ACC announces bowl tie-ins
Renewal agreements with the FedEx Orange Bowl, the Chick-fil-A Bowl, the Champs Sports Bowl, the Meineke Car Care Bowl, the Gaylord Hotels Music City Bowl and the EagleBank Bowl along with new partnerships with the Brut Sun and Advocare 100 Independence Bowl—a pair of bowl games with 110 years of combined experience—headline the 2010-13 bowl partnerships announced Thursday by Atlantic Coast Conference Commissioner John Swofford.
The agreements, which will be in force for the 2010 season and conclude after the 2013 campaign, feature partnerships with eight bowl games including serving as the host team of the FedEx Orange Bowl of the Bowl Championship Series in Miami. As part of the BCS, the FedEx Orange Bowl, now in its 76th year, will be televised by ESPN after each of the 2010-13 seasons.
“We are delighted to have the FedEx Orange Bowl continue to serve as the home of the ACC Champion,” said ACC Commissioner John Swofford. “The relationship between the Atlantic Coast Conference and the Orange Bowl Committee is truly a special one.”
The order of bowl selection will be: the FedEx Orange Bowl or BCS followed by the Chick-fil-A Bowl, the Champs Sports Bowl, the Brut Sun Bowl, the Meineke Car Care Bowl, the Gaylord Hotels Music City Bowl, the Advocare 100 Independence Bowl and the Eagle Bank Bowl.
“We are extremely excited to announce our bowl partnerships for the 2010-13 seasons,” said Swofford. “These bowl partners provide the opportunity to play unique opponents in quality destinations, while also significantly increasing revenue for our institutions.”
The Chick-fil-A Bowl in Atlanta, will once again receive the first selection of ACC teams after the BCS selections. The ACC has been affiliated with the Chick-fil-A Bowl, and its predecessor, the Peach Bowl, since 1991. The game will again match the ACC with a Southeastern Conference opponent and will be nationally televised by ESPN.
The Champs Sports Bowl in Orlando, Fla., will then have the second pick of ACC teams after the BCS selections. The ACC has been affiliated with the Champs Sports Bowl and its predecessor, the Tangerine Bowl, since its inception in 2001. The Champs Sports Bowl will match the ACC with the first selection of teams from the Big East Conference after the BCS, or Notre Dame. The Champs Sports Bowl will be nationally televised by ESPN.
Joining the ACC bowl structure for the first time is the Brut Sun Bowl, in El Paso, Tex., which will have the runner-up from the ACC Football Championship Game, if available, or the third selection of league teams after the BCS picks. Though new to the ACC’s bowl structure, the Brut Sun Bowl–the nation’s fourth-oldest post-season bowl game–is celebrating its 76th year of existence. The Brut Sun Bowl will match an ACC team with an opponent from the Pac-10 Conference. The Brut Sun Bowl is currently in the midst of the longest, continuous television agreement in bowl history, having been televised every year since 1968 by CBS-TV. Though new as a Conference partner, ACC teams have made 10 appearances in the Sun Bowl through the years, the last being in 1994.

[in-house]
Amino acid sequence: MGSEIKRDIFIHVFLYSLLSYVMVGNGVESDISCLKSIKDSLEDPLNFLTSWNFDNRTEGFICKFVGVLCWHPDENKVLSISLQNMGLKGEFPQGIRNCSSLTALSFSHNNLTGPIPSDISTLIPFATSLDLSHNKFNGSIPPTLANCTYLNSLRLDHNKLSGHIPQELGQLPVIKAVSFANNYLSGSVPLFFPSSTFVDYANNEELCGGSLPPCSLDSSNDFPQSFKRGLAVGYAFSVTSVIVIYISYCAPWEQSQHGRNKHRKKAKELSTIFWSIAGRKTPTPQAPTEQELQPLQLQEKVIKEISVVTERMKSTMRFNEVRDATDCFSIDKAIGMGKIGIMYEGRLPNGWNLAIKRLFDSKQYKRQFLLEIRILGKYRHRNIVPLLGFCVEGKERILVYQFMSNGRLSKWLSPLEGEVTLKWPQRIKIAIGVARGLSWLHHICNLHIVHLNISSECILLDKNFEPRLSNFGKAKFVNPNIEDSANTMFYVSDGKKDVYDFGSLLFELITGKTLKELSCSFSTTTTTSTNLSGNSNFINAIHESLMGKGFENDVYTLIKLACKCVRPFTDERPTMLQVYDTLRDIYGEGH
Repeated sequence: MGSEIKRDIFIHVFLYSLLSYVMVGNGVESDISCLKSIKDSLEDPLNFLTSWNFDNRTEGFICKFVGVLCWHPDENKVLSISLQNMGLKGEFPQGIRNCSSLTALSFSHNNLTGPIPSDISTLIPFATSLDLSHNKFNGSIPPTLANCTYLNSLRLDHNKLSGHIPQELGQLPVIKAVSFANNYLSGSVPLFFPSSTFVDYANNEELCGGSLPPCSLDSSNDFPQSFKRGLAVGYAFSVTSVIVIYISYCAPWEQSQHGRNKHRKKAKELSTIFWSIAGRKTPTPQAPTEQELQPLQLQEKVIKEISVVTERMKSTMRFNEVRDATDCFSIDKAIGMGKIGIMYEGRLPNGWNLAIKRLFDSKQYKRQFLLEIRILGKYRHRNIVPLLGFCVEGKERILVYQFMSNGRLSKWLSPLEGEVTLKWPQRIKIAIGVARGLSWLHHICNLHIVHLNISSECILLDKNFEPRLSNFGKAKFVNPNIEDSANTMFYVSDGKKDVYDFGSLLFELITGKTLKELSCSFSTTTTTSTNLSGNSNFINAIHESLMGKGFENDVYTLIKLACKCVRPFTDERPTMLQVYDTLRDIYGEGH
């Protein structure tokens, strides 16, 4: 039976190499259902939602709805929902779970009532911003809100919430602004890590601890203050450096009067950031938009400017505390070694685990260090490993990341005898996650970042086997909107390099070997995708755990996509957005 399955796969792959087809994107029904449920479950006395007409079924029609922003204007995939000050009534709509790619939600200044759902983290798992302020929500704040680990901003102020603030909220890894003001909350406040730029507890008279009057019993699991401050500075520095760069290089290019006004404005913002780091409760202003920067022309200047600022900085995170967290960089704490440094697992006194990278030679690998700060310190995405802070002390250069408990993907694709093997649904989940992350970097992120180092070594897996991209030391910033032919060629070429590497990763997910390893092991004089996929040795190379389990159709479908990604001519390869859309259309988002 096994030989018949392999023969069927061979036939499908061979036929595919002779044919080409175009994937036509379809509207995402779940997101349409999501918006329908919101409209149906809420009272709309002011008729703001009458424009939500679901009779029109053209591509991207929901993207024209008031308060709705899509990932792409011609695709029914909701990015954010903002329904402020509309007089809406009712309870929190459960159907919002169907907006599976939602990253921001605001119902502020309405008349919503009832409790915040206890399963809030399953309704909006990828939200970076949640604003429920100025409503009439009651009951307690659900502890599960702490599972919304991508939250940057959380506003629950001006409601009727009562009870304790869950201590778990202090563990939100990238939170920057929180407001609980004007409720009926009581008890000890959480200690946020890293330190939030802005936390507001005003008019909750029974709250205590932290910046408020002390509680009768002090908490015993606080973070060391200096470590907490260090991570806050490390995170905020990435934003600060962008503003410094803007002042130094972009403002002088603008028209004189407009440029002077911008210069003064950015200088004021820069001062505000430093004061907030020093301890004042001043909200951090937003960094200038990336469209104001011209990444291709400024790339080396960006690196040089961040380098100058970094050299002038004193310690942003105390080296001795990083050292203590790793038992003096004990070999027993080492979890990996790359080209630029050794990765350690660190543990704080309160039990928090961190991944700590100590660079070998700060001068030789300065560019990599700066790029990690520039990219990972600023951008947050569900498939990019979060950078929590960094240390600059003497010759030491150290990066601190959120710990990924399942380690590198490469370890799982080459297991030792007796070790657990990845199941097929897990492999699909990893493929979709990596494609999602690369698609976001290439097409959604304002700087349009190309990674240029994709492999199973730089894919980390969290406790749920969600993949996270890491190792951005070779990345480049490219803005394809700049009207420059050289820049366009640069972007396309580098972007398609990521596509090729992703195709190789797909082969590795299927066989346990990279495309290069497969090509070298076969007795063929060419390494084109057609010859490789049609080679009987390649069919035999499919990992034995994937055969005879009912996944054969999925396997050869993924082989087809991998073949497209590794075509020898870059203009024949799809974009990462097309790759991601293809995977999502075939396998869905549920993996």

One of the nation’s most successful bowl games—the Meineke Car Care Bowl—will continue in the ACC Bowl structure with the fourth selection after the BCS. Based in Charlotte, N.C., the Meineke Car Care Bowl has never drawn a crowd of less than 51,000 and has had three sell-out crowds in excess of 73,000 fans in its seven years of existence. The ACC has been affiliated with the Charlotte-based game since its inception for the 2002 football season. The Meineke Car Care Bowl will be televised nationally by ESPN and the opponent will be from the Big East Conference.
Beginning its fifth year in partnership with the ACC, the Gaylord Hotels Music City Bowl in Nashville, Tenn., will have the fifth selection of conference teams after the BCS. The ACC began its formal relationship with the Music City Bowl in 2006, and has had a team in the Bowl game every year since 2005. The Gaylord Hotels Music City Bowl will be televised nationally by ESPN.
Joining the ACC’s bowl structure for the first time is the Advocare 100 Independence Bowl in Shreveport, La. Currently in its 34th year of existence; the Independence Bowl will have the sixth selection of ACC teams after the BCS. Though new to a partnership with the Conference, ACC teams have made six appearances in the bowl, with the last occurring in 1994. The Independence Bowl will match an ACC team with the third selection from the Mountain West Conference. The game will be televised nationally by ESPN.
Completing the ACC’s Bowl structure for the 2010-13 seasons, the EagleBank Bowl in Washington, D.C., will have the seventh selection of ACC teams after the BCS. In just its second season, the EagleBank Bowl hosted Wake Forest last year in its inaugural game. The EagleBank Bowl will match an ACC team with a team from Conference USA in 2010, with Navy in 2011, Army in 2012, and a team from the Big 12 in 2013.
Additionally, in the event that the ACC has nine bowl eligible teams, the Conference has made a conditional arrangement to send its eighth selection after the BCS to the Emerald Bowl in San Francisco, if either of that Bowl’s primary partners are not bowl eligible. The ACC has enjoyed its partnership with the Emerald Bowl and potential opponents for the bowl in the next cycle include representatives from the Pac-10, the WAC, Army or Navy.